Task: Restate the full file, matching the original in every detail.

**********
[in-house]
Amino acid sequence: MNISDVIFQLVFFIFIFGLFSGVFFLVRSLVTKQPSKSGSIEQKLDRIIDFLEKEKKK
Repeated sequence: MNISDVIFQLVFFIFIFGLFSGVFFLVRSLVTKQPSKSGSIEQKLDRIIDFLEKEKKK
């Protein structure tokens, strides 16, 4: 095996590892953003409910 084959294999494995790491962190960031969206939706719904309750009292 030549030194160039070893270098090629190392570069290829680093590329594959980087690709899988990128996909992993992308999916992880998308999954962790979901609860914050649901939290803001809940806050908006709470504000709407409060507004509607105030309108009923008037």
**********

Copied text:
[in-house]
Amino acid sequence: MNISDVIFQLVFFIFIFGLFSGVFFLVRSLVTKQPSKSGSIEQKLDRIIDFLEKEKKK
Repeated sequence: MNISDVIFQLVFFIFIFGLFSGVFFLVRSLVTKQPSKSGSIEQKLDRIIDFLEKEKKK
């Protein structure tokens, strides 16, 4: 095996590892953003409910 084959294999494995790491962190960031969206939706719904309750009292 030549030194160039070893270098090629190392570069290829680093590329594959980087690709899988990128996909992993992308999916992880998308999954962790979901609860914050649901939290803001809940806050908006709470504000709407409060507004509607105030309108009923008037």